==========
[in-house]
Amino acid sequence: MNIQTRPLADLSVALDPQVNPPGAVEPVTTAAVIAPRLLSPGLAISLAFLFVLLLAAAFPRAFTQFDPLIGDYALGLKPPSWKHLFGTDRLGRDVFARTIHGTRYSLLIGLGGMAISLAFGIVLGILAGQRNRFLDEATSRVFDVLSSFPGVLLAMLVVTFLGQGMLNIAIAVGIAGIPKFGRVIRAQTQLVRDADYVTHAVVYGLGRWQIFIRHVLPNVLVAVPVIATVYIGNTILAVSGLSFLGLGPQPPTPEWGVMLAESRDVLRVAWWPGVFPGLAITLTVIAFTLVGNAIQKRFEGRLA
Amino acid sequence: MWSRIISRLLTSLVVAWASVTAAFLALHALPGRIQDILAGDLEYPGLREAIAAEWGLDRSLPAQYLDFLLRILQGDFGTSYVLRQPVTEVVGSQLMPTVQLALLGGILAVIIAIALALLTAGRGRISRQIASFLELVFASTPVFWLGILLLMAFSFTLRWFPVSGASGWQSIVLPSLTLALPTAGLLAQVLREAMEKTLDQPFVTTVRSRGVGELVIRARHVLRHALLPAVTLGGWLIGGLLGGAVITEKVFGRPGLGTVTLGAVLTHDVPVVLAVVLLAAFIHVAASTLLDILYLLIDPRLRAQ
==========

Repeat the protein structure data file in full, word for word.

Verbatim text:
[in-house]
Amino acid sequence: MNIQTRPLADLSVALDPQVNPPGAVEPVTTAAVIAPRLLSPGLAISLAFLFVLLLAAAFPRAFTQFDPLIGDYALGLKPPSWKHLFGTDRLGRDVFARTIHGTRYSLLIGLGGMAISLAFGIVLGILAGQRNRFLDEATSRVFDVLSSFPGVLLAMLVVTFLGQGMLNIAIAVGIAGIPKFGRVIRAQTQLVRDADYVTHAVVYGLGRWQIFIRHVLPNVLVAVPVIATVYIGNTILAVSGLSFLGLGPQPPTPEWGVMLAESRDVLRVAWWPGVFPGLAITLTVIAFTLVGNAIQKRFEGRLA
Amino acid sequence: MWSRIISRLLTSLVVAWASVTAAFLALHALPGRIQDILAGDLEYPGLREAIAAEWGLDRSLPAQYLDFLLRILQGDFGTSYVLRQPVTEVVGSQLMPTVQLALLGGILAVIIAIALALLTAGRGRISRQIASFLELVFASTPVFWLGILLLMAFSFTLRWFPVSGASGWQSIVLPSLTLALPTAGLLAQVLREAMEKTLDQPFVTTVRSRGVGELVIRARHVLRHALLPAVTLGGWLIGGLLGGAVITEKVFGRPGLGTVTLGAVLTHDVPVVLAVVLLAAFIHVAASTLLDILYLLIDPRLRAQ